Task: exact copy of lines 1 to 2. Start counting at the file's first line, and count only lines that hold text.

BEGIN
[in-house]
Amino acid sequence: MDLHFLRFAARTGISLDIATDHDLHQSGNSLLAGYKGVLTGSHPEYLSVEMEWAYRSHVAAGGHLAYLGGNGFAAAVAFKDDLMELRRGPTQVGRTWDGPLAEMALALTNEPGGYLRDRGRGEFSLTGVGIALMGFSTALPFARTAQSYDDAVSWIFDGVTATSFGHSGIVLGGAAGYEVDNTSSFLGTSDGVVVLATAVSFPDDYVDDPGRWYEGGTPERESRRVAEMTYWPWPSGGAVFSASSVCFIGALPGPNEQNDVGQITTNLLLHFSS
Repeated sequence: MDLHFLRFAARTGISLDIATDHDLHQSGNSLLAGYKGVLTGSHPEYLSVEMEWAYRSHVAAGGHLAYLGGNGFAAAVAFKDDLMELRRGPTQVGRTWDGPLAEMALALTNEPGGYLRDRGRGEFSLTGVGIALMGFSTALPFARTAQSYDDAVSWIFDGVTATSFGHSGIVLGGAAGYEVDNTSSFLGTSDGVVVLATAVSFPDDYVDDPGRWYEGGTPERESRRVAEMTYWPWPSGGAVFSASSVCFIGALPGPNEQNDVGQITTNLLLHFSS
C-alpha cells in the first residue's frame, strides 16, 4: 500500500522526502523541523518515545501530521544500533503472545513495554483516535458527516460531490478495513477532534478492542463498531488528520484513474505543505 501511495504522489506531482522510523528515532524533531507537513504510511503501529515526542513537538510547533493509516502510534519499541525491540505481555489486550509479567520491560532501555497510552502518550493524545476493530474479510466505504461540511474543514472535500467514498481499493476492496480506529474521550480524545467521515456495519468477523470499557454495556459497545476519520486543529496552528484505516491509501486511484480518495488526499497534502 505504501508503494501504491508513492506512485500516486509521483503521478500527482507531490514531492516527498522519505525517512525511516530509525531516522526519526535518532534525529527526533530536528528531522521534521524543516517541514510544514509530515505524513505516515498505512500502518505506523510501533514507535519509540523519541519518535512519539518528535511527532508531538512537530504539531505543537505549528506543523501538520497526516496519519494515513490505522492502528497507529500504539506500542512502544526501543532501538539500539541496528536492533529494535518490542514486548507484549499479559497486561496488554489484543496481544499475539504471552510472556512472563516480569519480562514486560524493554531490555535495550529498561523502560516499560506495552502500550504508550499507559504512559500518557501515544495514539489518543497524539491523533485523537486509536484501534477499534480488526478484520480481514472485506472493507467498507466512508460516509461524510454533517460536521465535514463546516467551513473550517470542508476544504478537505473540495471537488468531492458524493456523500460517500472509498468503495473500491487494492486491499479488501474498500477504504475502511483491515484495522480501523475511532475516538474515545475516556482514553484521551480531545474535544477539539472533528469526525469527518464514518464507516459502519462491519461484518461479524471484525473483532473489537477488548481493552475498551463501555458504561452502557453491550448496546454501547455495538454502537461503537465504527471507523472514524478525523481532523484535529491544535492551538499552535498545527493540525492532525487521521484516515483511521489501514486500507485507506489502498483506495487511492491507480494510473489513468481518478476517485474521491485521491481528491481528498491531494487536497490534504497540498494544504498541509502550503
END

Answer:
[in-house]
Amino acid sequence: MDLHFLRFAARTGISLDIATDHDLHQSGNSLLAGYKGVLTGSHPEYLSVEMEWAYRSHVAAGGHLAYLGGNGFAAAVAFKDDLMELRRGPTQVGRTWDGPLAEMALALTNEPGGYLRDRGRGEFSLTGVGIALMGFSTALPFARTAQSYDDAVSWIFDGVTATSFGHSGIVLGGAAGYEVDNTSSFLGTSDGVVVLATAVSFPDDYVDDPGRWYEGGTPERESRRVAEMTYWPWPSGGAVFSASSVCFIGALPGPNEQNDVGQITTNLLLHFSS